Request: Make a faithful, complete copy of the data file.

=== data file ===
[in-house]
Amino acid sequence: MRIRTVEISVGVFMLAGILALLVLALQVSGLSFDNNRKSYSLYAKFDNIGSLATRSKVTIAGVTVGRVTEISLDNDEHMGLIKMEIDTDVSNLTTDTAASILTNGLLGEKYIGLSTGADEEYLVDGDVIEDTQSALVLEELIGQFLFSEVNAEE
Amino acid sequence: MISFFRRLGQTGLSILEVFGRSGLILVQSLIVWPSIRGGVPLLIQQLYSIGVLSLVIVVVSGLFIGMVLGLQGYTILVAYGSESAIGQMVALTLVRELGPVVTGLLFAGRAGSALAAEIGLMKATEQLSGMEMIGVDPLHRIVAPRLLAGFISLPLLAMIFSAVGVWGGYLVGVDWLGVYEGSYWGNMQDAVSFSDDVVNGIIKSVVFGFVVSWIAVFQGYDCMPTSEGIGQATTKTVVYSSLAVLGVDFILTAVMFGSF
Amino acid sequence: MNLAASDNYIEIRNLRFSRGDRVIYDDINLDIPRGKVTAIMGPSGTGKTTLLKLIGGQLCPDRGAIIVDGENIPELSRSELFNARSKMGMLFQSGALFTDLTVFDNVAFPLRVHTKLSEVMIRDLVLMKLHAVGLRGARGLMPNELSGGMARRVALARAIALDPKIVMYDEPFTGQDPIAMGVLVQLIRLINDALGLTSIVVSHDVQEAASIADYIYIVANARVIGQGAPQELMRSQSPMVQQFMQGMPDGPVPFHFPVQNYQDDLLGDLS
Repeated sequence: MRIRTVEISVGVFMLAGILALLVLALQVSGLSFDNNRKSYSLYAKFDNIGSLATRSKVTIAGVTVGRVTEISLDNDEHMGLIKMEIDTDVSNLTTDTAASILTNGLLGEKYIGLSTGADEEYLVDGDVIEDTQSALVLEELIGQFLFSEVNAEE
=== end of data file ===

[in-house]
Amino acid sequence: MRIRTVEISVGVFMLAGILALLVLALQVSGLSFDNNRKSYSLYAKFDNIGSLATRSKVTIAGVTVGRVTEISLDNDEHMGLIKMEIDTDVSNLTTDTAASILTNGLLGEKYIGLSTGADEEYLVDGDVIEDTQSALVLEELIGQFLFSEVNAEE
Amino acid sequence: MISFFRRLGQTGLSILEVFGRSGLILVQSLIVWPSIRGGVPLLIQQLYSIGVLSLVIVVVSGLFIGMVLGLQGYTILVAYGSESAIGQMVALTLVRELGPVVTGLLFAGRAGSALAAEIGLMKATEQLSGMEMIGVDPLHRIVAPRLLAGFISLPLLAMIFSAVGVWGGYLVGVDWLGVYEGSYWGNMQDAVSFSDDVVNGIIKSVVFGFVVSWIAVFQGYDCMPTSEGIGQATTKTVVYSSLAVLGVDFILTAVMFGSF
Amino acid sequence: MNLAASDNYIEIRNLRFSRGDRVIYDDINLDIPRGKVTAIMGPSGTGKTTLLKLIGGQLCPDRGAIIVDGENIPELSRSELFNARSKMGMLFQSGALFTDLTVFDNVAFPLRVHTKLSEVMIRDLVLMKLHAVGLRGARGLMPNELSGGMARRVALARAIALDPKIVMYDEPFTGQDPIAMGVLVQLIRLINDALGLTSIVVSHDVQEAASIADYIYIVANARVIGQGAPQELMRSQSPMVQQFMQGMPDGPVPFHFPVQNYQDDLLGDLS
Repeated sequence: MRIRTVEISVGVFMLAGILALLVLALQVSGLSFDNNRKSYSLYAKFDNIGSLATRSKVTIAGVTVGRVTEISLDNDEHMGLIKMEIDTDVSNLTTDTAASILTNGLLGEKYIGLSTGADEEYLVDGDVIEDTQSALVLEELIGQFLFSEVNAEE